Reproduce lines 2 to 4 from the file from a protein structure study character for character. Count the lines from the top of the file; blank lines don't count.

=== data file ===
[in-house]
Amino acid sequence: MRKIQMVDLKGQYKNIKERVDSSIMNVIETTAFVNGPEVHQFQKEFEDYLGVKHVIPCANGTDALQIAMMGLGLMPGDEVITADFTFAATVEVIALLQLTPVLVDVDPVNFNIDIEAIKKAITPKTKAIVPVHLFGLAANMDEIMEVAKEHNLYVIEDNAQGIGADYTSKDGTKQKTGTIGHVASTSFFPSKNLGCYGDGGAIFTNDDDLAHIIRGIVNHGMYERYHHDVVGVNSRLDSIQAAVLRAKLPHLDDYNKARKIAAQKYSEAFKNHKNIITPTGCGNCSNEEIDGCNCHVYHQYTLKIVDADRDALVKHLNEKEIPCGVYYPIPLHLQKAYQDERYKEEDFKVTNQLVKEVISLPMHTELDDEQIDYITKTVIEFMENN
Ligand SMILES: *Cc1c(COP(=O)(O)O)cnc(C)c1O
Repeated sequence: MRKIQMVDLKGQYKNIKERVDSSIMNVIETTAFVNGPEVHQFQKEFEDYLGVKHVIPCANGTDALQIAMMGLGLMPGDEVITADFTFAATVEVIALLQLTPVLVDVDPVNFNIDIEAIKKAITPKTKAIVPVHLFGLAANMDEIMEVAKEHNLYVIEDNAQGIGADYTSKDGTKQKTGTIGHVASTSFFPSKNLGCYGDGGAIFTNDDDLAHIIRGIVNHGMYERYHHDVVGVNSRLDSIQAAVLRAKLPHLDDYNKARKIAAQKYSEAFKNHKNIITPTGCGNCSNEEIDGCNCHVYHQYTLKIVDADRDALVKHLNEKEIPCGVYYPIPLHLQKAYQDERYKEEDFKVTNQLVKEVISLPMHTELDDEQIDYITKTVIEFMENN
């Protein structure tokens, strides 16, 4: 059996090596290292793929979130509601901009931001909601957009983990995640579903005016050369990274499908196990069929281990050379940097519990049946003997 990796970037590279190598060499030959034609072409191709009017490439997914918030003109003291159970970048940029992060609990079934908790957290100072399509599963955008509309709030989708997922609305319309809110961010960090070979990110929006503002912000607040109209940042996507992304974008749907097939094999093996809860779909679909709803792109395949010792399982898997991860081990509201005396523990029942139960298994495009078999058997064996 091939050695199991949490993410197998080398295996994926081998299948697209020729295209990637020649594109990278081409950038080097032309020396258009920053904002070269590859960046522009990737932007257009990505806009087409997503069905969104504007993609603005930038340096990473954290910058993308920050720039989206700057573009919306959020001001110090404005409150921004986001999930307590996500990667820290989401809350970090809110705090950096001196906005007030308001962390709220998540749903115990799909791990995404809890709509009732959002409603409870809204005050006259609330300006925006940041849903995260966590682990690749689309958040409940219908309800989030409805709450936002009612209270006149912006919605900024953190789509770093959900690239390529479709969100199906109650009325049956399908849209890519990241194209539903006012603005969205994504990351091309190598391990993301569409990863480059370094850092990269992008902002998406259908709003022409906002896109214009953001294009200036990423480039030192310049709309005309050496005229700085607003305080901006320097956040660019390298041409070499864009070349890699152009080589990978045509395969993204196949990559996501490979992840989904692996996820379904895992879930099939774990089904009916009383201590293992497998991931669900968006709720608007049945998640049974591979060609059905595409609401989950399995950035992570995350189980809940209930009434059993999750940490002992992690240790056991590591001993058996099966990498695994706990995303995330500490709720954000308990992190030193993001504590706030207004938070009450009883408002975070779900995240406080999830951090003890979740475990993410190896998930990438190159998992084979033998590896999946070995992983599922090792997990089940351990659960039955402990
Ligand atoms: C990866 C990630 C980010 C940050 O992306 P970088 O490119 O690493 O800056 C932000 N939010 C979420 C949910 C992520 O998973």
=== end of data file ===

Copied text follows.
Amino acid sequence: MRKIQMVDLKGQYKNIKERVDSSIMNVIETTAFVNGPEVHQFQKEFEDYLGVKHVIPCANGTDALQIAMMGLGLMPGDEVITADFTFAATVEVIALLQLTPVLVDVDPVNFNIDIEAIKKAITPKTKAIVPVHLFGLAANMDEIMEVAKEHNLYVIEDNAQGIGADYTSKDGTKQKTGTIGHVASTSFFPSKNLGCYGDGGAIFTNDDDLAHIIRGIVNHGMYERYHHDVVGVNSRLDSIQAAVLRAKLPHLDDYNKARKIAAQKYSEAFKNHKNIITPTGCGNCSNEEIDGCNCHVYHQYTLKIVDADRDALVKHLNEKEIPCGVYYPIPLHLQKAYQDERYKEEDFKVTNQLVKEVISLPMHTELDDEQIDYITKTVIEFMENN
Ligand SMILES: *Cc1c(COP(=O)(O)O)cnc(C)c1O
Repeated sequence: MRKIQMVDLKGQYKNIKERVDSSIMNVIETTAFVNGPEVHQFQKEFEDYLGVKHVIPCANGTDALQIAMMGLGLMPGDEVITADFTFAATVEVIALLQLTPVLVDVDPVNFNIDIEAIKKAITPKTKAIVPVHLFGLAANMDEIMEVAKEHNLYVIEDNAQGIGADYTSKDGTKQKTGTIGHVASTSFFPSKNLGCYGDGGAIFTNDDDLAHIIRGIVNHGMYERYHHDVVGVNSRLDSIQAAVLRAKLPHLDDYNKARKIAAQKYSEAFKNHKNIITPTGCGNCSNEEIDGCNCHVYHQYTLKIVDADRDALVKHLNEKEIPCGVYYPIPLHLQKAYQDERYKEEDFKVTNQLVKEVISLPMHTELDDEQIDYITKTVIEFMENN